Alzheimer's disease like pathology induced six weeks after aggregated amyloid-beta injection in rats: increased oxidative stress and impaired long-term memory with anxiety-like behavior.Neurol Res 2016; 38(9):838-50NR
Amyloid-beta (Aβ) peptide deposition into insoluble plaques is a pathological hallmark of Alzheimer's disease (AD), but soluble oligomeric Aβ is considered to be more potent and has been hypothesized to directly impair learning and memory. Also, evidences from some clinical studies indicated that Aβ oligomer formation is the major cause for early AD onset. However, the biochemical mechanism involved in the oligomer-induced toxicity is not very well addressed. So, thise present study was undertaken to study the effects of single intracerebroventricular (icv) injection of protofibrillar Aβ 1-42 on the behavioral and biochemical profile in rats.
Rats were divided into two groups (n = 8 per group): (1) sham control group and (2) Aβ 1-42 injected group. A single dose of protofibrillar Aβ 1-42 (5 ul) through icv injection was bilaterally administered into the dorsal hippocampus, while sham control animals were administered with 5 µl of vehicle.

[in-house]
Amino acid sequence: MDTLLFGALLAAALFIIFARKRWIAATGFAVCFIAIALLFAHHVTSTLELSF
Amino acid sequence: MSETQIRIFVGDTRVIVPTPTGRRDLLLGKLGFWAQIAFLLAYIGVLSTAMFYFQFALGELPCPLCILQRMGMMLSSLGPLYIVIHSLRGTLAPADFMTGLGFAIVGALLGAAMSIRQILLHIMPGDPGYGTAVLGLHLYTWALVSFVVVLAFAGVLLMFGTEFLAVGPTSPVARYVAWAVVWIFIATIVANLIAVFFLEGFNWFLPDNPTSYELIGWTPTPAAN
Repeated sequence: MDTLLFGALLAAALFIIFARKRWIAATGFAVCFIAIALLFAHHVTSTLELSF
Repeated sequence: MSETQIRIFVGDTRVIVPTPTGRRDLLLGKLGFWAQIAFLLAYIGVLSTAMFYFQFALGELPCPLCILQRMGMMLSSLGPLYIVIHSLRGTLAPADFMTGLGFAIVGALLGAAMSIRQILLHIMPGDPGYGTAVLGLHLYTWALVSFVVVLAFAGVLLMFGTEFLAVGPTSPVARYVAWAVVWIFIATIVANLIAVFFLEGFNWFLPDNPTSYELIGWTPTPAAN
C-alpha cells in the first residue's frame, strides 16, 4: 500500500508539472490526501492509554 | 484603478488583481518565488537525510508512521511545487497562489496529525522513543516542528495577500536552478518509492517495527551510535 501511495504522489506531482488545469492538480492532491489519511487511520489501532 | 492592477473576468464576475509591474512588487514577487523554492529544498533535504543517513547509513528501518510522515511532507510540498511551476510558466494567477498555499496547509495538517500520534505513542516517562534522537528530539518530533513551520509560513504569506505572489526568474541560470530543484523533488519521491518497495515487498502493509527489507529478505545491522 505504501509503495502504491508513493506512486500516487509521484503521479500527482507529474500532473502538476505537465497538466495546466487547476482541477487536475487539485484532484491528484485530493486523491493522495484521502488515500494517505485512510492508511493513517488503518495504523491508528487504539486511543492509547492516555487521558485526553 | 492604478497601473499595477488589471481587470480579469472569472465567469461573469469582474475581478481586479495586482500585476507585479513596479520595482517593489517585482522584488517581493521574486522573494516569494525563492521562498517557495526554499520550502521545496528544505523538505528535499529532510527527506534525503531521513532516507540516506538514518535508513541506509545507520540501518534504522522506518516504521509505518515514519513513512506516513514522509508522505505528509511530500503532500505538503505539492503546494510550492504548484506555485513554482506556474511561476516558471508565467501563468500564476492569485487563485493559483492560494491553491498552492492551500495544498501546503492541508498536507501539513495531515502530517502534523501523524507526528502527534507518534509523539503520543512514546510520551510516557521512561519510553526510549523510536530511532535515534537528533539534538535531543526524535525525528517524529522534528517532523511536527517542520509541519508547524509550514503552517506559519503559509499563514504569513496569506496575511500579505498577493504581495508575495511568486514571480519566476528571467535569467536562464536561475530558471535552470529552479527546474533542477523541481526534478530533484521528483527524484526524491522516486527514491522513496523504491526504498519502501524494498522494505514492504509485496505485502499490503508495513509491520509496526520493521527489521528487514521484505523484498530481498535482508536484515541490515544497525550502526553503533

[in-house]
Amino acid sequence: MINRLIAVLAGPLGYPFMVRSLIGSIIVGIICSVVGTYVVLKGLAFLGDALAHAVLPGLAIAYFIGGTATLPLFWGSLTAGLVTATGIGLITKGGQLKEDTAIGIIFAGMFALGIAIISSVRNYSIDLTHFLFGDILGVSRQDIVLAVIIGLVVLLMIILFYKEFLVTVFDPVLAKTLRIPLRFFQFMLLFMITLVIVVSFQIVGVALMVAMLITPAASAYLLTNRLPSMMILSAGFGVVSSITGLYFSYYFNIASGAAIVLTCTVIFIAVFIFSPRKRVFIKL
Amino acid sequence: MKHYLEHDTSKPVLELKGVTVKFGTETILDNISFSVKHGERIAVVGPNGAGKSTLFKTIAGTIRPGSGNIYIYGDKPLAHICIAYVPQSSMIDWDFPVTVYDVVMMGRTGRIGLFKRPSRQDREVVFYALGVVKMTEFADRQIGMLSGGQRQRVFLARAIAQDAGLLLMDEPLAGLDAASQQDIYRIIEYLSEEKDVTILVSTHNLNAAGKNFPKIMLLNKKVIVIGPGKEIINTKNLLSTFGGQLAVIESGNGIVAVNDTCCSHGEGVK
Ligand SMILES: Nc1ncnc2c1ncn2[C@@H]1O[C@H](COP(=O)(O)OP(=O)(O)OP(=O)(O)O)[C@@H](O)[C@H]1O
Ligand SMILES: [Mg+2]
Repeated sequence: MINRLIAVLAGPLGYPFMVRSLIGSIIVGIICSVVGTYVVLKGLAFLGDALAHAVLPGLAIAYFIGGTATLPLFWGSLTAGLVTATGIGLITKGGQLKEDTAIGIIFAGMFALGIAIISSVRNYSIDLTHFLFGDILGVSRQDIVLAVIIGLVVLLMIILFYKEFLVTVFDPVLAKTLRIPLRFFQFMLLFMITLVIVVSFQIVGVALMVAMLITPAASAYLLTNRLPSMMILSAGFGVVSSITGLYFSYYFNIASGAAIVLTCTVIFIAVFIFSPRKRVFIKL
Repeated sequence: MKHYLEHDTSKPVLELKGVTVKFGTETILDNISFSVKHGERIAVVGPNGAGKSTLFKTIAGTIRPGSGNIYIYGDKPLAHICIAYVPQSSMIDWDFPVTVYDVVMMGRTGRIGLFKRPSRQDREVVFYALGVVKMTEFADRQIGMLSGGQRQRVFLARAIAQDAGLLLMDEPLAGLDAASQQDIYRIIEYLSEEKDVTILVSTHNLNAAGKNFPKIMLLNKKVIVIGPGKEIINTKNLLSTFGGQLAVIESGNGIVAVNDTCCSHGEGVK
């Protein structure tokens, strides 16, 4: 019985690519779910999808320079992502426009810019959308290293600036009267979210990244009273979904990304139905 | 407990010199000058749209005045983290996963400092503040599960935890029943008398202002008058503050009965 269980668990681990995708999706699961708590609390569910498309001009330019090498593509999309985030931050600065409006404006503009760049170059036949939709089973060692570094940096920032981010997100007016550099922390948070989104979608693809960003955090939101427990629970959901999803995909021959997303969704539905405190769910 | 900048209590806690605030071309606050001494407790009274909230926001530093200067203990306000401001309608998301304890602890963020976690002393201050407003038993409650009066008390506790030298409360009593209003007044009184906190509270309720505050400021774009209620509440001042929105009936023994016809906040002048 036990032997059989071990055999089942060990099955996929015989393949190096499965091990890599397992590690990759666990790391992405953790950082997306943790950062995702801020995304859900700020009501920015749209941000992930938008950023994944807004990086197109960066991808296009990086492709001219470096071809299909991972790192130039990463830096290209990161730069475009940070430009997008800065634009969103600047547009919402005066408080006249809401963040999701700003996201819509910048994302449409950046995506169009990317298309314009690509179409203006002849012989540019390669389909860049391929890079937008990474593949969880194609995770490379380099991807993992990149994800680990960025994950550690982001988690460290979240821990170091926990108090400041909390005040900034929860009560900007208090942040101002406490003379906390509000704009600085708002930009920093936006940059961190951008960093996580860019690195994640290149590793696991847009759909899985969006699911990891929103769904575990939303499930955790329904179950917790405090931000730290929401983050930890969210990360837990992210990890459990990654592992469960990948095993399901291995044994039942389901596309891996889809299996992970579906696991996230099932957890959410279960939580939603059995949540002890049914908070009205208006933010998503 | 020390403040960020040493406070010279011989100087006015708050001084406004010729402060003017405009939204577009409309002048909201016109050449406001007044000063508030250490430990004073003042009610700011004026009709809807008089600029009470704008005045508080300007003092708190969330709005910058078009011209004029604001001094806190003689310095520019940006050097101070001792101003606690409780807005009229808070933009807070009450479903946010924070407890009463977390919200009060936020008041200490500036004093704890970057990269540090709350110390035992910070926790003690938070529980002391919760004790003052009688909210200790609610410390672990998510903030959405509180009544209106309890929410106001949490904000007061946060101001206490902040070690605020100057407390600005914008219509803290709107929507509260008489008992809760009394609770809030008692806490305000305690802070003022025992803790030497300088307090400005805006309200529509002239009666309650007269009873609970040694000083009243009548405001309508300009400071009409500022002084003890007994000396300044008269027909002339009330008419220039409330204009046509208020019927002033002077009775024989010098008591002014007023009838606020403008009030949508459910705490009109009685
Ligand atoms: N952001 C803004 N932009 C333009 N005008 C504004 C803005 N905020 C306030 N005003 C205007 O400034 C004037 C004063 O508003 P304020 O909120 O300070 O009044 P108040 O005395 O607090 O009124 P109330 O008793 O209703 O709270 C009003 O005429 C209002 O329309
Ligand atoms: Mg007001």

The results demonstrated that the protofibrillar Aβ significantly inhibited long-term memory retention and increased anxiety levels as shown by the behavioral studies. The amyloid deposits were present inside the brain even six weeks after injection as confirmed by thioflavin-T staining and the neurodegeneration induced by these deposits was confirmed by Nissl's staining in hippocampal and cortical regions. The amyloid aggregates induced reactive oxygen species (ROS) production, acetylcholinesterase activity, nitrite levels, lipid peroxidation, and inhibited antioxidant enzyme activity in hippocampus, cortex, and striatum regions of rat brain after six weeks.
The present study indicated that protofibrillar Aβ 1-42 injection altered long term memory, induced anxiety-like behavior and also developed Alzheimer's disease like pathology in rats.